Third Generation – Love, Family & Freedom
“Americans are so enamored of equality that they would rather be equal in slavery than unequal in freedom.”
– Alexis de Tocqueville
In Richmond in 1822, youthful Gustavus Myers son of Samuel and Judith Hays Myers, and nephew to Catherine and Slowey Hays, and first cousin (once removed) to Judah Touro, fathered a son with Nelly Forrester, a “Free Woman of Color” living and working in his uncle Moses Mears Myers family household. The boy was given his father’s name as a middle name and his mother’s last name, Richard Gustavus Forrester. In 1836 will (largest by any woman in the South at that time) of Slowey Hays, she leaves a sum of money in the name of Richard Forrester, son of Nelly. Gustavus Myers would later become the most prominent Jewish citizen in the city of his day. An accomplished attorney, founding member of the Virginia Historical Society, President of the Richmond Masonic Lodge, he wrote plays and poetry, and served twenty-eight years on the Richmond City Council, twelve of which as Council President. During the Civil War, he would serve as the Confederate government’s Consul to Great Britain. At war’s end, he became one of the men to negotiate the surrender of Richmond with Abraham Lincoln and post the bond to free Confederate President Jefferson Davis. He was also a close friend and confidant of the Jewish Judah Benjamin, Secretary of War for the Confederacy. Although Gustavus later married and had a white son, his commitment to his son of color did not end. He died in 1869 and his obituary boasted that, “He was one of the most useful men of the city.”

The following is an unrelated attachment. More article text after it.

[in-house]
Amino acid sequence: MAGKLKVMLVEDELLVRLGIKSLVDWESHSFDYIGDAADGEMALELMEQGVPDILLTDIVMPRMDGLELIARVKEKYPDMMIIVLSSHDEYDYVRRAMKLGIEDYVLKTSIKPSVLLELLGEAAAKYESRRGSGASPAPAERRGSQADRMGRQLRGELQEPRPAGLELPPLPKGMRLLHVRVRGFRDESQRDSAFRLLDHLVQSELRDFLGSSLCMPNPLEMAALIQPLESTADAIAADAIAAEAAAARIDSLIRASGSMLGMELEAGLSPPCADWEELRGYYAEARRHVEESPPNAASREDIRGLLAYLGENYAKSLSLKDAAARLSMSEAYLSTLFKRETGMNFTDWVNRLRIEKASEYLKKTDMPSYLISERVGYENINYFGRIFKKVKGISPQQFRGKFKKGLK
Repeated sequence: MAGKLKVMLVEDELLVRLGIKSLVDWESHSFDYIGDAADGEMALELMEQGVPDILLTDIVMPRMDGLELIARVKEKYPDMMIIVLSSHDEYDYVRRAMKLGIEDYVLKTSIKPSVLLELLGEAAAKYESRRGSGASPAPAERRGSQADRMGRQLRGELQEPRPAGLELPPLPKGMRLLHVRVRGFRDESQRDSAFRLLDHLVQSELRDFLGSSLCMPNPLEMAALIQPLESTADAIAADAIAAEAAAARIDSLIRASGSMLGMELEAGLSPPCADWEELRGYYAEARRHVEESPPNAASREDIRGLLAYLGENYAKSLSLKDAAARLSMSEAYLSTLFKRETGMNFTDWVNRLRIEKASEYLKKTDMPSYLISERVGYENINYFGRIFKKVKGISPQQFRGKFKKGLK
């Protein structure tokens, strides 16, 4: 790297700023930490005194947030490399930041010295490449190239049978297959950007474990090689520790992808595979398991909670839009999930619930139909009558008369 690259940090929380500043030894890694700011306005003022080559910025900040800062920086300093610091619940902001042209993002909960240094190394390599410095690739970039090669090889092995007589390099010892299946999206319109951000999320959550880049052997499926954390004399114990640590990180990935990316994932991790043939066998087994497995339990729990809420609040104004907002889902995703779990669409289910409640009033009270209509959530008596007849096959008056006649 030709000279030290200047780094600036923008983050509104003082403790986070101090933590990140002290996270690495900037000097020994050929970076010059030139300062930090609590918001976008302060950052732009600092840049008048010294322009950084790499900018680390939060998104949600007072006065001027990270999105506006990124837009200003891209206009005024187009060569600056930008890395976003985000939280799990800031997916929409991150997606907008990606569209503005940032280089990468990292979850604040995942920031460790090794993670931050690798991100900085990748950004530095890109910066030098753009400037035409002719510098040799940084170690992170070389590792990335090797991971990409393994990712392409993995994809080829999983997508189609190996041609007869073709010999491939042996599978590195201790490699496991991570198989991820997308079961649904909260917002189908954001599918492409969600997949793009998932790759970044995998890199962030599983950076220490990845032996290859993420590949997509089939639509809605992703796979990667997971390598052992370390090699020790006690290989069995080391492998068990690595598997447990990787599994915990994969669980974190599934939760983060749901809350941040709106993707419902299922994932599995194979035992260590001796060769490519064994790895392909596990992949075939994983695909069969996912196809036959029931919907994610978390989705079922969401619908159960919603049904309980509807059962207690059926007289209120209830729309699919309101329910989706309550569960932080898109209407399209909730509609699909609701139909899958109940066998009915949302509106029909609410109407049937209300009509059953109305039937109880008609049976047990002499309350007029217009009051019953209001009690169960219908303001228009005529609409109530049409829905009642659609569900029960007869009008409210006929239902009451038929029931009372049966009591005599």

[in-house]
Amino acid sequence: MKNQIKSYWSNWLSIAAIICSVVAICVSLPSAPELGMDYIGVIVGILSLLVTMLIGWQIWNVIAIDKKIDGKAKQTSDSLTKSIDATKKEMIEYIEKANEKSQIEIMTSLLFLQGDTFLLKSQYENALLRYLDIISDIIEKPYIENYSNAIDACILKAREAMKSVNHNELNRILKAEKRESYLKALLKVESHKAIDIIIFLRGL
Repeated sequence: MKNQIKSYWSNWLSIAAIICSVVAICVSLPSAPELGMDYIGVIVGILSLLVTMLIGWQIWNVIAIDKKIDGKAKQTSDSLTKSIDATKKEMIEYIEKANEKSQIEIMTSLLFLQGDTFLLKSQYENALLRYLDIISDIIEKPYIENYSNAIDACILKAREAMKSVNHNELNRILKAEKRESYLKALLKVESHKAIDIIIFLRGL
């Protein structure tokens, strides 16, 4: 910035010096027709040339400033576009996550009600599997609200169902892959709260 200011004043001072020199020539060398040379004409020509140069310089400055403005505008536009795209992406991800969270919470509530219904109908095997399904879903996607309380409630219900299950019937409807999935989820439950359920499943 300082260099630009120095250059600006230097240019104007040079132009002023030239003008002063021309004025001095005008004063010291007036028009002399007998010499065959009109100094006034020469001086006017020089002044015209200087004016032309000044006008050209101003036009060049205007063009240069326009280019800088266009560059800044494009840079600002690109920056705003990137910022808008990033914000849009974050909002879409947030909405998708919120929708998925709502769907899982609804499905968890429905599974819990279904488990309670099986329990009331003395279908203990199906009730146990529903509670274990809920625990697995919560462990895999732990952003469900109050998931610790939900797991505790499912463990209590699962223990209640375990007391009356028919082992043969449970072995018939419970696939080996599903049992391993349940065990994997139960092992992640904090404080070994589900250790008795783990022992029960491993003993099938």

The Matriarch of the Forrester Family, and the first person of color, Nelly is living her remaining years with unmarried sisters Harriet, Julia and Catherine Myers. In the 1870 census they are living together in Richmond with Nelly listed as age 70. On March 24, 1873, Nelly Forrester at 73 dies after a short illness. In one of her obituaries she is remembered as “Well known and highly respected. Her faithful services are remembered and truly valued by the family with whom she had lived from early childhood to her 73rd year.” Her funeral was held with a large crowd attending at the historic First African Church in Richmond.
In New Orleans, Judah Touro extended his commitment to slaves and free persons of color to include personal friends and relationships. He provided for the housing and financial interests of a free woman of color, Ellen Wilson. This relationship in particular would play
a major role in forming the Forrester family of Richmond. While lawfully recognized unions between whites and persons of color were prohibited at the time, many common law relations were recognized through the “Plaçage” relationship system in which white men of means entered into formal relationships with women of African, Indian and Mulatto heritage. This system was so ingrained into New Orleans’s social traditions, Quadroon Balls would be held where white men could formally meet and mix with women of color. In New Orleans in the early 19th century, Judah Touro would meet a young woman of color named Ellen Wilson and a daughter named Narcissa would be born. Family history has Narcissa as a very young child sent to Richmond around 1830 to be cared for by his devoted cousin Catherine, where the girl would be closer to family and a larger Jewish community. At the time of Judah Touro’s death in 1854, he leaves a sum of money and a home for Ellen in New Orleans.